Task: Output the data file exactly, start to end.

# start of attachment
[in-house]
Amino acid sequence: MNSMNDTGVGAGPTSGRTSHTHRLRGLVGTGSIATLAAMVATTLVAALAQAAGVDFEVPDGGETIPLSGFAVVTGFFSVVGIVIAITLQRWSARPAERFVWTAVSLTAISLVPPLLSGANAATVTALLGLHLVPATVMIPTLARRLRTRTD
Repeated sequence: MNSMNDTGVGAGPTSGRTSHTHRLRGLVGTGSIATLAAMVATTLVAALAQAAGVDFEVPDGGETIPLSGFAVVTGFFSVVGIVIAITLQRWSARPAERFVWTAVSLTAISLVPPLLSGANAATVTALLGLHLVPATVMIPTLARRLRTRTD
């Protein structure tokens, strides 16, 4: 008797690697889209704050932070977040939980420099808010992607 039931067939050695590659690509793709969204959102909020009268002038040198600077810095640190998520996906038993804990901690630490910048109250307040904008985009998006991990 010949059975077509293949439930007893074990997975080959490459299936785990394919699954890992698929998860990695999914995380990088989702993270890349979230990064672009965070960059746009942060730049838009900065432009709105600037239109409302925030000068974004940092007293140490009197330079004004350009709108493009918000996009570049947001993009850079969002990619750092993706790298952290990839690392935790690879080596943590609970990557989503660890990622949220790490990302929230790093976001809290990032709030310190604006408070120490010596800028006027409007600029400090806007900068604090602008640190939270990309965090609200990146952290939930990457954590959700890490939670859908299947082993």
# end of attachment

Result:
[in-house]
Amino acid sequence: MNSMNDTGVGAGPTSGRTSHTHRLRGLVGTGSIATLAAMVATTLVAALAQAAGVDFEVPDGGETIPLSGFAVVTGFFSVVGIVIAITLQRWSARPAERFVWTAVSLTAISLVPPLLSGANAATVTALLGLHLVPATVMIPTLARRLRTRTD
Repeated sequence: MNSMNDTGVGAGPTSGRTSHTHRLRGLVGTGSIATLAAMVATTLVAALAQAAGVDFEVPDGGETIPLSGFAVVTGFFSVVGIVIAITLQRWSARPAERFVWTAVSLTAISLVPPLLSGANAATVTALLGLHLVPATVMIPTLARRLRTRTD
């Protein structure tokens, strides 16, 4: 008797690697889209704050932070977040939980420099808010992607 039931067939050695590659690509793709969204959102909020009268002038040198600077810095640190998520996906038993804990901690630490910048109250307040904008985009998006991990 010949059975077509293949439930007893074990997975080959490459299936785990394919699954890992698929998860990695999914995380990088989702993270890349979230990064672009965070960059746009942060730049838009900065432009709105600037239109409302925030000068974004940092007293140490009197330079004004350009709108493009918000996009570049947001993009850079969002990619750092993706790298952290990839690392935790690879080596943590609970990557989503660890990622949220790490990302929230790093976001809290990032709030310190604006408070120490010596800028006027409007600029400090806007900068604090602008640190939270990309965090609200990146952290939930990457954590959700890490939670859908299947082993």